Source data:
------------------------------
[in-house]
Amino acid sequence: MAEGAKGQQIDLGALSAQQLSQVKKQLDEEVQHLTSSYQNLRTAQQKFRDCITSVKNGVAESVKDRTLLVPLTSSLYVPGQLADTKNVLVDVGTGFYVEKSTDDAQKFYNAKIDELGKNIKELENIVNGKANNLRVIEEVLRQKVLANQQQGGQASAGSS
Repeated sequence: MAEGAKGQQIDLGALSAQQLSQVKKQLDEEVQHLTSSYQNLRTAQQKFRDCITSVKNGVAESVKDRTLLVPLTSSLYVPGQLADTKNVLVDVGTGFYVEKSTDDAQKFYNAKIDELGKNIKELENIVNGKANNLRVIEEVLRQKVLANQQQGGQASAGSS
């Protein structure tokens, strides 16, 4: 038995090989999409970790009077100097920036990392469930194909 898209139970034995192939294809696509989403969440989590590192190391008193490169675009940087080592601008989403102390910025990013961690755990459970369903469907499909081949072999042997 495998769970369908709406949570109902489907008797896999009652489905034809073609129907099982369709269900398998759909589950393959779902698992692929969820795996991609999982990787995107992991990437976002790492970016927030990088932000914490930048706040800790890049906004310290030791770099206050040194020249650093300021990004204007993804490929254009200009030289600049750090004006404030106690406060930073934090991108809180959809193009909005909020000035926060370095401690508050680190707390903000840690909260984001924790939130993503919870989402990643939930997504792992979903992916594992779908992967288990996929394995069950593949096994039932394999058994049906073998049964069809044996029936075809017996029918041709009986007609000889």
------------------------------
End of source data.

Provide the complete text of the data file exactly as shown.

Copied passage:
[in-house]
Amino acid sequence: MAEGAKGQQIDLGALSAQQLSQVKKQLDEEVQHLTSSYQNLRTAQQKFRDCITSVKNGVAESVKDRTLLVPLTSSLYVPGQLADTKNVLVDVGTGFYVEKSTDDAQKFYNAKIDELGKNIKELENIVNGKANNLRVIEEVLRQKVLANQQQGGQASAGSS
Repeated sequence: MAEGAKGQQIDLGALSAQQLSQVKKQLDEEVQHLTSSYQNLRTAQQKFRDCITSVKNGVAESVKDRTLLVPLTSSLYVPGQLADTKNVLVDVGTGFYVEKSTDDAQKFYNAKIDELGKNIKELENIVNGKANNLRVIEEVLRQKVLANQQQGGQASAGSS
């Protein structure tokens, strides 16, 4: 038995090989999409970790009077100097920036990392469930194909 898209139970034995192939294809696509989403969440989590590192190391008193490169675009940087080592601008989403102390910025990013961690755990459970369903469907499909081949072999042997 495998769970369908709406949570109902489907008797896999009652489905034809073609129907099982369709269900398998759909589950393959779902698992692929969820795996991609999982990787995107992991990437976002790492970016927030990088932000914490930048706040800790890049906004310290030791770099206050040194020249650093300021990004204007993804490929254009200009030289600049750090004006404030106690406060930073934090991108809180959809193009909005909020000035926060370095401690508050680190707390903000840690909260984001924790939130993503919870989402990643939930997504792992979903992916594992779908992967288990996929394995069950593949096994039932394999058994049906073998049964069809044996029936075809017996029918041709009986007609000889």